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Pico de Orizaba

By March 12, 2010No Comments

One of the goals for our Mexico trip was to climb ‘one of those volcanoes near Mexico City’, so the day before we left Oaxaca we hopped on the Internet to do some last minute research. Ultimately we were heading towards Mexico’s capital and we knew a few pointy things with snow on top lay between us and there, notably some mountain called Pico de Orizaba which someone had recommended to us on a beach on the Pacific Coast one day.

A quick Google search revealed a few facts we didn’t know about Mexico’s volcanoes; but principally that Pico de Orizaba  – at 5610 metres – is the third highest peak in North America, after Denali and Mt Logan. A bit more reading indicated that Orizaba is also well known for way-freezing temps and that is is notorious for strong winds. On top of that was the news that snowfalls on the mountain this year had been the heaviest in 20 years!

Deciding that our lightweight gloves and instep crampons might be a bit marginal for this excursion, we tracked down a company called Servimont – a family owned guiding/outfitter business – that’s based in the tiny village of Tlachichuca at the base of the mountain (around 2600m). Servimont run a cool operation out of the village, and as well as renting us some decent gloves and crampons they also let us park the camper in their courtyard while we were on the mountain. We also used their 4WD service to drive up to 3600m on the approach road, leaving us with a couple of hours walk – and some acclimatisation time – to get to the base hut at 4200m.

Pico de Orizaba, it turns out, is pretty high on US climbers’ ticklists: it’s high enough to make the altitude a serious consideration and challenge, yet being non-technical it’s perfect for less experienced or less technically inclined mountaineers. It seems most people aspiring for the summit hire the services of one of the Mexican guiding companies.

We spent the next day hanging out at the hut and went for a gentle acclimatisation climb to suss out the start of the route for the darkness of the following morning. Normally the climb starts with a few hours of scree to reach the Jamapa Glacier, but with the extensive snow falls there was snow right to the hut. I’d gotten a bad headache not long after we’d arrived the day before and couldn’t seem to shake it. Hana though was doing fine and seemed to be acclimatising well. With the guided parties starting their climbs at around 1.30am the following morning we didn’t have much choice but to join them for an early departure.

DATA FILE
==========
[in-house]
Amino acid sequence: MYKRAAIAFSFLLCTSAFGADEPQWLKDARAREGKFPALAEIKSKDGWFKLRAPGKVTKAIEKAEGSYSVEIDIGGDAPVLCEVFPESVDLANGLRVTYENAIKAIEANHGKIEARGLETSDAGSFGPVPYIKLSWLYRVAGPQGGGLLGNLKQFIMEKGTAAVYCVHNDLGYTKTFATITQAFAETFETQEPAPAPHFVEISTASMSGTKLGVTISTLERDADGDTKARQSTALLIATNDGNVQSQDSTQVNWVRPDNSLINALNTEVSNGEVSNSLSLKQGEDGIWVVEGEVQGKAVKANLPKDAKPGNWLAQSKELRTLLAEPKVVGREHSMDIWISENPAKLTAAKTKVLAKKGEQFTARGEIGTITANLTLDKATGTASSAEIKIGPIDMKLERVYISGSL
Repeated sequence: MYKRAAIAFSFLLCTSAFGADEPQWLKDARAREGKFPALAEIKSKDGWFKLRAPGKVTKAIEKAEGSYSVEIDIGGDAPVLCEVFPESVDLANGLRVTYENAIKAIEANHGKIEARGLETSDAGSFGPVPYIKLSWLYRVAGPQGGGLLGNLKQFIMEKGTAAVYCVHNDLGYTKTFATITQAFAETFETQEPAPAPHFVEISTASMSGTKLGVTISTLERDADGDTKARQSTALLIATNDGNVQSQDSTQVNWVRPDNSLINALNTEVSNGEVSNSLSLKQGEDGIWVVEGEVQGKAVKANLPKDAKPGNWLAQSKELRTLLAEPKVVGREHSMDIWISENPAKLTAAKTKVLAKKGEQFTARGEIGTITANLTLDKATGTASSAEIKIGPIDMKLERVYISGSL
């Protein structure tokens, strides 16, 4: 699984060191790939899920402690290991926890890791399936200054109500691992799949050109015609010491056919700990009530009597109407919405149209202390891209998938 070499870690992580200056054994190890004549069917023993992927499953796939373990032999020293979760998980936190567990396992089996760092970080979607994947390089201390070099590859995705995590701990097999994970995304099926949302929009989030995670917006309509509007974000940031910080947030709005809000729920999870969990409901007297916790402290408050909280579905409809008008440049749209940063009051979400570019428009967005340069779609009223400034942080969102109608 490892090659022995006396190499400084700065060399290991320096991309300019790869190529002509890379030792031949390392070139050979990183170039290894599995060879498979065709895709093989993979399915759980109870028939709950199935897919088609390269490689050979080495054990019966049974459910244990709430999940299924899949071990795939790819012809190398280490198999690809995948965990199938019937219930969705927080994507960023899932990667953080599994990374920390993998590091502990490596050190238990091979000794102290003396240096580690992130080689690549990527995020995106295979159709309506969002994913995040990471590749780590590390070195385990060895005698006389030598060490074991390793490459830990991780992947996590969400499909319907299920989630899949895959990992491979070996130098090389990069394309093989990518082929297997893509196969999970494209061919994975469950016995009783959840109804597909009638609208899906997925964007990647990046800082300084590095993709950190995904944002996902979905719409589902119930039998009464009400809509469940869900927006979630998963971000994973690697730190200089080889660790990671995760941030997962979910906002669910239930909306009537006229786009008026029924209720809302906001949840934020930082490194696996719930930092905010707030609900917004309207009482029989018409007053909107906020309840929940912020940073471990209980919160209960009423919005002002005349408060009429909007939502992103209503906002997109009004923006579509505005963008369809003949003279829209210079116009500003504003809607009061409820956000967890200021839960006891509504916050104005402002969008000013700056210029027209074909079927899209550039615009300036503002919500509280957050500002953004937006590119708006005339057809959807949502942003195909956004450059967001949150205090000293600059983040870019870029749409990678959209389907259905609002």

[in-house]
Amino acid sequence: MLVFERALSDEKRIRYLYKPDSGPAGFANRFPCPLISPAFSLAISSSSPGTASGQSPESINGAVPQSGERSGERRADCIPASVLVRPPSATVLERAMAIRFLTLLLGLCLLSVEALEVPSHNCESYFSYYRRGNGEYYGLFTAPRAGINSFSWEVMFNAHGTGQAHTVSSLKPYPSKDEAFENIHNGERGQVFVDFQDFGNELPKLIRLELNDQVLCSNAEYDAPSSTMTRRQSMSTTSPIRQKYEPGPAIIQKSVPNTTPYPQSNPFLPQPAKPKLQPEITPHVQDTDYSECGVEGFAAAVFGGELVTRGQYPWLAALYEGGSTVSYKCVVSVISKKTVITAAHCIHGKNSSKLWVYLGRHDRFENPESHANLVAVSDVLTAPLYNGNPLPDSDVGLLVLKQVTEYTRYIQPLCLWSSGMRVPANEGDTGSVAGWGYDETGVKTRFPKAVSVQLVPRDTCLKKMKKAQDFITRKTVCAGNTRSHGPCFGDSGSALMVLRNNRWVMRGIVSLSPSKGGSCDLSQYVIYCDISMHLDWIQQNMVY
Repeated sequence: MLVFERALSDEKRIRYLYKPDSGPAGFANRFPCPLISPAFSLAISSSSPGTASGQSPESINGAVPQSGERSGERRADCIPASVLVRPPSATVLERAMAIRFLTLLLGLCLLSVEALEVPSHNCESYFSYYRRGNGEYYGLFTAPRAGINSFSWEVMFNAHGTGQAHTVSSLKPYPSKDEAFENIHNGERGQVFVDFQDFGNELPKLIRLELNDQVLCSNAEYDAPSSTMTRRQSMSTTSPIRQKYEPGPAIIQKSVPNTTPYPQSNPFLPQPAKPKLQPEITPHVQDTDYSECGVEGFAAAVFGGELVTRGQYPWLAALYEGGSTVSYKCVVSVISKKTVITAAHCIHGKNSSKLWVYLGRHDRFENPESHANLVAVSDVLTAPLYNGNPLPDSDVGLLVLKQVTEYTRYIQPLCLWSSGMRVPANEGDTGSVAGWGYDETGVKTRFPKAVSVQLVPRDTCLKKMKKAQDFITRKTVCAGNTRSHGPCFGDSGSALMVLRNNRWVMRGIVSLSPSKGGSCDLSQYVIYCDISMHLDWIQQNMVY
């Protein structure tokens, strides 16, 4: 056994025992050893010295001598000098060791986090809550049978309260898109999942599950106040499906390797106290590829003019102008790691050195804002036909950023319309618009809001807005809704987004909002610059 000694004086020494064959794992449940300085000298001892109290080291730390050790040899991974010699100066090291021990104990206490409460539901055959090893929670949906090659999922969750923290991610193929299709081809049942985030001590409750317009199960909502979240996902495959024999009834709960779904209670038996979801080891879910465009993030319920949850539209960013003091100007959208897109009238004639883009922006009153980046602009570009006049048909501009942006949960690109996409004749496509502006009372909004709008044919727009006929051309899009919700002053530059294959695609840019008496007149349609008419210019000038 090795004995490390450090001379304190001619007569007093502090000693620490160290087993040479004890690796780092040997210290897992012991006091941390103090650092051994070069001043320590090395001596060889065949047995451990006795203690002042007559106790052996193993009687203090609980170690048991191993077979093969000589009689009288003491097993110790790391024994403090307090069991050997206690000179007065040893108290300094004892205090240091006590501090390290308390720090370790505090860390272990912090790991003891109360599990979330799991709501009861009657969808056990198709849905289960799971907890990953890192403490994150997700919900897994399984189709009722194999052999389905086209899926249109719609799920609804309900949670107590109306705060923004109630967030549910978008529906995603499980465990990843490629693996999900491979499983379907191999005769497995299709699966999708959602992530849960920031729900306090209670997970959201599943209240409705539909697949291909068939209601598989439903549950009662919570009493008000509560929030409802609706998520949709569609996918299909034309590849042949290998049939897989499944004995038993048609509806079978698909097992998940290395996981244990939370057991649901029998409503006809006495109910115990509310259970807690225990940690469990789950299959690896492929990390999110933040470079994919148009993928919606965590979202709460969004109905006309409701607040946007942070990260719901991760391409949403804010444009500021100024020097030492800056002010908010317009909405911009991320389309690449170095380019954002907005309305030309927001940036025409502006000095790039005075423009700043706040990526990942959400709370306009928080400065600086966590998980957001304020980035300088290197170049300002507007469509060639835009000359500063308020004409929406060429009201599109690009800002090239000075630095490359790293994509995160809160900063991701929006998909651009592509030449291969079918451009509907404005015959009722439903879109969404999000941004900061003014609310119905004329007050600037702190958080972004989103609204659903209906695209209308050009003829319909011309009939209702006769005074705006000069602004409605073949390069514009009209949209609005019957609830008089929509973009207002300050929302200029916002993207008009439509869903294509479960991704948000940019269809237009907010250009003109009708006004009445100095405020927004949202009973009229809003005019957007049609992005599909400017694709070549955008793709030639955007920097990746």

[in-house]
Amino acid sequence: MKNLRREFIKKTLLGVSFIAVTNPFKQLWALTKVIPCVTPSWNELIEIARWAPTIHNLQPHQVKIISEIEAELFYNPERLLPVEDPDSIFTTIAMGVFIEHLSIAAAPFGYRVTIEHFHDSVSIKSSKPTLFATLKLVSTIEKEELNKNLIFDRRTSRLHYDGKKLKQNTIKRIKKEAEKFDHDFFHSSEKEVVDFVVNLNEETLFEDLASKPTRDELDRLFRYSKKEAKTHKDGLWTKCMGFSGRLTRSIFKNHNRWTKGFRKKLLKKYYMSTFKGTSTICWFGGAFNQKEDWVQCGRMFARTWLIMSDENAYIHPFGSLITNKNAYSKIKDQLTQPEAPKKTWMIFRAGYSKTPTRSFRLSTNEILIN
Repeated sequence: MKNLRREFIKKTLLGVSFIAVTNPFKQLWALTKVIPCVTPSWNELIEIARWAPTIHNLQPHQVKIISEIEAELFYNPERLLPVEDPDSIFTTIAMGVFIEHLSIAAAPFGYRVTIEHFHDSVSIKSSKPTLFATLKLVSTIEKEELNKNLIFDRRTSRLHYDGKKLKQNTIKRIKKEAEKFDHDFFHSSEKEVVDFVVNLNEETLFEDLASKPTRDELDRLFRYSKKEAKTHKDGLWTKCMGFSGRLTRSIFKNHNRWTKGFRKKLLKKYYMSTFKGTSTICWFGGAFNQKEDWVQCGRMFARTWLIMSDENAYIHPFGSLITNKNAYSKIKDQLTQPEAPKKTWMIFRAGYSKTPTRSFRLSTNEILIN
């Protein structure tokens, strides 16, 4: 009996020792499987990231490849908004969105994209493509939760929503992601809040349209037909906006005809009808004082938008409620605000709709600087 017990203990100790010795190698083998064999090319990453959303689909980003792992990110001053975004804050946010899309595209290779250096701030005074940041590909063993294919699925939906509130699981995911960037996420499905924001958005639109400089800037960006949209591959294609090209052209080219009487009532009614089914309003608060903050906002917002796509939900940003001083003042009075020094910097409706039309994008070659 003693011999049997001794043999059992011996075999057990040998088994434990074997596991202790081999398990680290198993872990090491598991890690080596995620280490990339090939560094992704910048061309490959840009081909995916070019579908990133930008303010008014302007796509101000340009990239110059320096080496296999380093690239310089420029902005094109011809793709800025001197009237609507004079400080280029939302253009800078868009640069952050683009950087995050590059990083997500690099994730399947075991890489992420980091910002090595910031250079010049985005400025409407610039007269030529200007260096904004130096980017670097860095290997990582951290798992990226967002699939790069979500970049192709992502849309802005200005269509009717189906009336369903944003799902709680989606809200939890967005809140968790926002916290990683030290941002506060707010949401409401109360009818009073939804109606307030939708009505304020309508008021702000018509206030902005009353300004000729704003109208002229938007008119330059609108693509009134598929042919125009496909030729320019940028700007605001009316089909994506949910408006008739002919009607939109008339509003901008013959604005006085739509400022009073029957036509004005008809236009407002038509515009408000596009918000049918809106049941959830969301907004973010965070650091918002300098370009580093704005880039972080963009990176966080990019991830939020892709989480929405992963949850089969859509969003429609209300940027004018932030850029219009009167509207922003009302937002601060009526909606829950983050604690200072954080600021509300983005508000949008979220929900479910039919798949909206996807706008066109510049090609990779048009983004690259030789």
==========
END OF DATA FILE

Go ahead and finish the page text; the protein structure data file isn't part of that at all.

Hana and I were cramponing-up outside the hut by 2am and spent the next few hours climbing steadily in the dark  – passing the guided parties and generally feeling really good – apart from a headache I was trying to ignore. At around 5000m the route changes from snow slopes, basins and low-angle couloirs to a broad glacier as you ascend the upper cone and we we lucky to strike sweet cramponing conditions. The glacier steepens gradually as you climb and after a couple of hundred metres height gain we were really starting to hurt. Despite the effort, Hana was climbing really strongly, but my headache was by now heinous and I felt generally sick and was wondering if it might be the precursor to worsening altitude sickness. We thought about turning around a couple of times, but in the end pushed on for a hundred steps at a time, keeping an eye on whether I was getting any worse. Strangely I seemed to improve a bit after another half hour or so and Hana started feeling headachey and weak – but eventually we hit the crater rim at just under 5600m – totally stoked to be there despite my exploding head and slight nausea. It was about 8am.

The views were awesome: Popocatépetl and Iztaccihuatl – Mexico’s second and highest mountains – lay to the north west, with Mexico City behind them. To the north and east the high volcanic plateau dropped away into endless jungle covered gorges and valleys. As we’d climbed during the night the plateau and ranges below us had been dotted with the lights of hundreds of small villages, some of them perched in unlikely places.

With the actual summit only about 50m higher, but probably an hour-return along the crater rim we decided to bail, in case I got worse, and so we started cramponing back down the slopes – finding even the work of descending hard with the altitude. I actually felt sicker as we dropped down the mountain, but once we got back to the 5000m mark started to feel a bit more with it again – no longer speaking really slowly and with a returning appetite. We descended the 1400m climb in about 3 hours and were kicking back at the hut by 11.30 – sitting in the sun and soaking up a cool, if not slightly surreal experience.

I’ll take another day of acclimatisation next time, thanks.

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